Another problem I see from being around cities is yard waste. Whenever we have a roll off dumpster placed in our neighborhood, the first thing that fills it is tree limbs and grass clippings. These end up going to the dump. I can only hope they get recycled. If these were collected for chipping and grinding, that would be perfect to go in a methane digester. A ratio of carbon to manure has to be maintained for the digester to operate efficiently.
Not only are we taking care of farm waste and have a means of turning it from a liability, to an asset, the urban sprawl can be helped with their problems of yard waste. For a small hauling fee of course.
Now we are talking about income from municipalities, large commercial agriculture operation, we are helping to solve stream and river pollution that has a detrimental effect on fresh and salt water aquatic wildlife.
The affluent that comes from the anaerobic digester has killed any fly larva, has little smell, can be used in composting, sold as an organic fertilizer or used on the farm to grow items that can be sold in the retail market. Such items could be sod for yards, flowers, potting soil, vermiculture and the list goes on. The gas from the digester can be used to produce electricity for the farm, and the excess electricity sold to the power companies. The gas can also be used to heat and cook with. All from waste products.
Now that we can control the waste on the farm, make and save money by doing so, we will want to look at the next step, diversifying our animals. By having cattle, chickens, hogs, sheep, goats etc… you keep the likely hood of pathogens down for large single species operations. With diverse animal populations, the ability to provide to niche markets increase. Not all income is tied to one product. This also helps spread risk of price change and consumer demand. Next, a look at AI.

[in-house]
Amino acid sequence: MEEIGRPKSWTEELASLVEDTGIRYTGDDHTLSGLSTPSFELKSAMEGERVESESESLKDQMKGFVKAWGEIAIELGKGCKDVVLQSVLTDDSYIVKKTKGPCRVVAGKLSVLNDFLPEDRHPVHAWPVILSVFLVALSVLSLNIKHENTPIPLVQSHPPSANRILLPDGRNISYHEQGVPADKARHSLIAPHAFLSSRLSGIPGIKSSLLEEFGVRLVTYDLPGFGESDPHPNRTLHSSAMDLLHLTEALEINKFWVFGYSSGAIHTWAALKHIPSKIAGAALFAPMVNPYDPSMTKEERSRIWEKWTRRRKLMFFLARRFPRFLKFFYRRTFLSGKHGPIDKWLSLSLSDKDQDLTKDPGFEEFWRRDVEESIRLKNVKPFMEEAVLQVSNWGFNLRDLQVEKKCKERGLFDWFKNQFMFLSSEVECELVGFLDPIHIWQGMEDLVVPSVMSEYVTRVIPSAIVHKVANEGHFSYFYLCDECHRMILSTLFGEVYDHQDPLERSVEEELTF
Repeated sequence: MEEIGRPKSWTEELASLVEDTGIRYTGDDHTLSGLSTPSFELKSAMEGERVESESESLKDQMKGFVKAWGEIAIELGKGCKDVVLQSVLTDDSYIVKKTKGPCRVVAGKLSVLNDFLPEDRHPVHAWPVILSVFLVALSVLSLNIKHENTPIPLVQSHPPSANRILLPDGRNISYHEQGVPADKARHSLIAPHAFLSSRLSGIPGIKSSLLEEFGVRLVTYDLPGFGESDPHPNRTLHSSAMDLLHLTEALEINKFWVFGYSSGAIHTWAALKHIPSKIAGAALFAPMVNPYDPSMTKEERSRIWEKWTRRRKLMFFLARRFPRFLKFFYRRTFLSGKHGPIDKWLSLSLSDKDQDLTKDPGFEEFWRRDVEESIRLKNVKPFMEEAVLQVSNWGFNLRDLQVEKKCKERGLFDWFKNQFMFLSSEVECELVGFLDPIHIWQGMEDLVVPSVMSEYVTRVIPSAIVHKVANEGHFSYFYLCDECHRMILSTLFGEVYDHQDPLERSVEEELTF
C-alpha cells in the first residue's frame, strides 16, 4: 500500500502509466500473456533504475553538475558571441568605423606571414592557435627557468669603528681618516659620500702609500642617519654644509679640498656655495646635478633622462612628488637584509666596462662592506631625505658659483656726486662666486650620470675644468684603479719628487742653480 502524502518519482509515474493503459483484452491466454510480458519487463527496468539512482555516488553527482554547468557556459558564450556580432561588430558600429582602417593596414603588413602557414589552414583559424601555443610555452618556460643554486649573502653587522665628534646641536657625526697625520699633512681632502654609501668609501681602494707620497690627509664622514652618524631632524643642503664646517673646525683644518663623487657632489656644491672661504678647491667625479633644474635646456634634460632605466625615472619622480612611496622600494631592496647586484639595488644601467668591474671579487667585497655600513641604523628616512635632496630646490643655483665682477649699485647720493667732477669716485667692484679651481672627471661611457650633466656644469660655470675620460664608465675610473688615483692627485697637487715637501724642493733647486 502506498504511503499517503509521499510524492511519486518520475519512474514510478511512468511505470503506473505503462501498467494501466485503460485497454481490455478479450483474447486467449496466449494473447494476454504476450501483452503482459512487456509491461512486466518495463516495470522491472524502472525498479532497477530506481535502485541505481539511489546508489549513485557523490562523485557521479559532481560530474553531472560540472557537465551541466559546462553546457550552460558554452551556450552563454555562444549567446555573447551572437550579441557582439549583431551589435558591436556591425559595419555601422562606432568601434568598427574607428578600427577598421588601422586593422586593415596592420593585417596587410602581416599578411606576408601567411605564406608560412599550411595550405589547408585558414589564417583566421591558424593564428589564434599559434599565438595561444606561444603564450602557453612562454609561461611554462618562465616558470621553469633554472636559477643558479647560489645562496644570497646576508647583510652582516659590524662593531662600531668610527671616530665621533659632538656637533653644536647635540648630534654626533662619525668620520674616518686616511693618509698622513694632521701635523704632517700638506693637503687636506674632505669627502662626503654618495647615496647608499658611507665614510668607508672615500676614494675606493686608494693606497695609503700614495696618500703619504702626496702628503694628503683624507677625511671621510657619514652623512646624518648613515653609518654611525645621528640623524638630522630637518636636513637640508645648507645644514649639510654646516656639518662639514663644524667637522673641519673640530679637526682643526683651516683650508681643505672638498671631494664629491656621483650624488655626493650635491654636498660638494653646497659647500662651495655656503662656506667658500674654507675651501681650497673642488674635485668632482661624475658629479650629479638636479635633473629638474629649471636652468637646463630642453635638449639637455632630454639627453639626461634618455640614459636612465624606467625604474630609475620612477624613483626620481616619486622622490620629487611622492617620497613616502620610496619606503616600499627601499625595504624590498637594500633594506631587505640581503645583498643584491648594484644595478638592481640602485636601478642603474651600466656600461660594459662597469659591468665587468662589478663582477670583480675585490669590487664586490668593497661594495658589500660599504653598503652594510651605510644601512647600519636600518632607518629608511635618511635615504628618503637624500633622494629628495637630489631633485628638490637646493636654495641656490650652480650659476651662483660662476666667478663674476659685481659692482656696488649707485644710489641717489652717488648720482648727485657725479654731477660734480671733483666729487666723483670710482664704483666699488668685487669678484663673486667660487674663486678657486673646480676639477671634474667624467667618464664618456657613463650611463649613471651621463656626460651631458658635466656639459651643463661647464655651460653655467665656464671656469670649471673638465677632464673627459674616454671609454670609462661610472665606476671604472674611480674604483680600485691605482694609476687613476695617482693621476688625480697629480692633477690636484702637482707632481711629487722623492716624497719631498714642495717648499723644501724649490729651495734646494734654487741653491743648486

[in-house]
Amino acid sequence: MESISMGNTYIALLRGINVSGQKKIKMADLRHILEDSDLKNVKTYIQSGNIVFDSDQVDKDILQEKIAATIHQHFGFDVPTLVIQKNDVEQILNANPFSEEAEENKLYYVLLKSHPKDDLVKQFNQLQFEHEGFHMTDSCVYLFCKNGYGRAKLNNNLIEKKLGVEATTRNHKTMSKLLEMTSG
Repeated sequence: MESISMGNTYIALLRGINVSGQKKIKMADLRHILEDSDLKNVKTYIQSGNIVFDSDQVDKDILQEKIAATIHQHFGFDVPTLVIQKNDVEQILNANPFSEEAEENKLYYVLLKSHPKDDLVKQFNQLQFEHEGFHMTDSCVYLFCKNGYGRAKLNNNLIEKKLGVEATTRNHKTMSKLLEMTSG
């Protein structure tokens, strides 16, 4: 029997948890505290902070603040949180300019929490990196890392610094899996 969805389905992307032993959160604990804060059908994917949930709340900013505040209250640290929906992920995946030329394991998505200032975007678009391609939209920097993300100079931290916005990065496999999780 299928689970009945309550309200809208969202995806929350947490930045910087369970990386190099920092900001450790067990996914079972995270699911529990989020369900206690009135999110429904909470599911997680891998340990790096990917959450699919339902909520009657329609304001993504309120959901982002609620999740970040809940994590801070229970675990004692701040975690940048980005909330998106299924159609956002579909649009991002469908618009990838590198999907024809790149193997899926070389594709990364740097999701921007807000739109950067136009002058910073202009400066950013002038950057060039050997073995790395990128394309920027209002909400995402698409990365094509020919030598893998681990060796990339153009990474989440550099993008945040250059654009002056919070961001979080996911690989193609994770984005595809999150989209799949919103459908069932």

Using AI (Artificial Insemination) allows us to increase heard size by using animals that are not the best bread or have seen their useful life used up. A dairy cow that no longer is wanted by a dairy operation due to her not being able to produce to their standards, can make a cheap alternative to mother additional cattle on your operation. Plus, you can upgrade you bread line with the traits that you are looking for without having to own the bull. Not all breeds lend themselves to using AI, but it is an option.
The next item is hydroponics. If we use hydroponics to grow feed for our herbivores, especially during the winter months, we can see a huge advantage over others that only have hay to feed. Cattle, hogs, chickens, goats, sheep and all the other herbivores and some omnivores, that you may want on your “Old McDonald Farm” will benefit with added weight gain, controlled feeding with limiting waste.
When cattle are feed big round bales, they use a good percentage of the bail for bedding, thus wasting the hay. Trays of oats and other greens can be grown consistently for feeding livestock a fresh green diet. The hydroponic machine can be powered and fed nutrients from the methane digester. This helps eliminate infrastructure in storing, baling and hauling hay. Hay can be produced by just drying what you have grown in the machine.